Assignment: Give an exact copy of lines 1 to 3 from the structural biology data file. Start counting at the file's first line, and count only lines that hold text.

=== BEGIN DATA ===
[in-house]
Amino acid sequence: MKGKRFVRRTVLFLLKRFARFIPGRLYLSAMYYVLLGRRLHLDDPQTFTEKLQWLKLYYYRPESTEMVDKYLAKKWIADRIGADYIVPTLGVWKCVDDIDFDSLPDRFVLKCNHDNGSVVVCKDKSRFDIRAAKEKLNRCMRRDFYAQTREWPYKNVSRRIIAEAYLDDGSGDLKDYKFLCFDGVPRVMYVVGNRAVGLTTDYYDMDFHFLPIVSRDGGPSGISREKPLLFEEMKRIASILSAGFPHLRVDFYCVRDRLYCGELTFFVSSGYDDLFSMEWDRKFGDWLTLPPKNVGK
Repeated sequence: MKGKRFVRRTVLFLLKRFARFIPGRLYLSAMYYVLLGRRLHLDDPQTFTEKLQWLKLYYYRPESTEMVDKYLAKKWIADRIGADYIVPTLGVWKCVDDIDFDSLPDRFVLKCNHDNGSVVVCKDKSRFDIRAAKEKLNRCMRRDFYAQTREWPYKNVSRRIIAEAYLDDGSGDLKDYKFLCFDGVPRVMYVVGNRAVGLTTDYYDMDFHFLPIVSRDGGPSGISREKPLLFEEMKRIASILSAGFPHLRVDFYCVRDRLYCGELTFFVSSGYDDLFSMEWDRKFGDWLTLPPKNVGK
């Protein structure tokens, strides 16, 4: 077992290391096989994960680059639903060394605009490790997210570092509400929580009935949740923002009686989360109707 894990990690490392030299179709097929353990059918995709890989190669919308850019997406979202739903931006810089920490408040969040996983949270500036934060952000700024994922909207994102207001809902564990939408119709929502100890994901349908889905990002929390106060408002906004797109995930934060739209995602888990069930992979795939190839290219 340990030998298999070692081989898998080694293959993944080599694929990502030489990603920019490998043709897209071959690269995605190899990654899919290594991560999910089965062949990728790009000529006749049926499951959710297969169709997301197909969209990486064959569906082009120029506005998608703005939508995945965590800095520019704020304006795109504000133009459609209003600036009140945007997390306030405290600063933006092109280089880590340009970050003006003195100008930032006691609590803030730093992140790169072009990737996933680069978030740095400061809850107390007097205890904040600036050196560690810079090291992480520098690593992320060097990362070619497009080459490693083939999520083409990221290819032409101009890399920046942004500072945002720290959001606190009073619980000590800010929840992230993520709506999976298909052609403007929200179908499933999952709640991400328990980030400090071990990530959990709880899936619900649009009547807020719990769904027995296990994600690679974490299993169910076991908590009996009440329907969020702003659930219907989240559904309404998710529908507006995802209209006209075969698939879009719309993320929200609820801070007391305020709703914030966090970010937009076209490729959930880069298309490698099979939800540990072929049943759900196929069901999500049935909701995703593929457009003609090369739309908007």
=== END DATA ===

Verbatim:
[in-house]
Amino acid sequence: MKGKRFVRRTVLFLLKRFARFIPGRLYLSAMYYVLLGRRLHLDDPQTFTEKLQWLKLYYYRPESTEMVDKYLAKKWIADRIGADYIVPTLGVWKCVDDIDFDSLPDRFVLKCNHDNGSVVVCKDKSRFDIRAAKEKLNRCMRRDFYAQTREWPYKNVSRRIIAEAYLDDGSGDLKDYKFLCFDGVPRVMYVVGNRAVGLTTDYYDMDFHFLPIVSRDGGPSGISREKPLLFEEMKRIASILSAGFPHLRVDFYCVRDRLYCGELTFFVSSGYDDLFSMEWDRKFGDWLTLPPKNVGK
Repeated sequence: MKGKRFVRRTVLFLLKRFARFIPGRLYLSAMYYVLLGRRLHLDDPQTFTEKLQWLKLYYYRPESTEMVDKYLAKKWIADRIGADYIVPTLGVWKCVDDIDFDSLPDRFVLKCNHDNGSVVVCKDKSRFDIRAAKEKLNRCMRRDFYAQTREWPYKNVSRRIIAEAYLDDGSGDLKDYKFLCFDGVPRVMYVVGNRAVGLTTDYYDMDFHFLPIVSRDGGPSGISREKPLLFEEMKRIASILSAGFPHLRVDFYCVRDRLYCGELTFFVSSGYDDLFSMEWDRKFGDWLTLPPKNVGK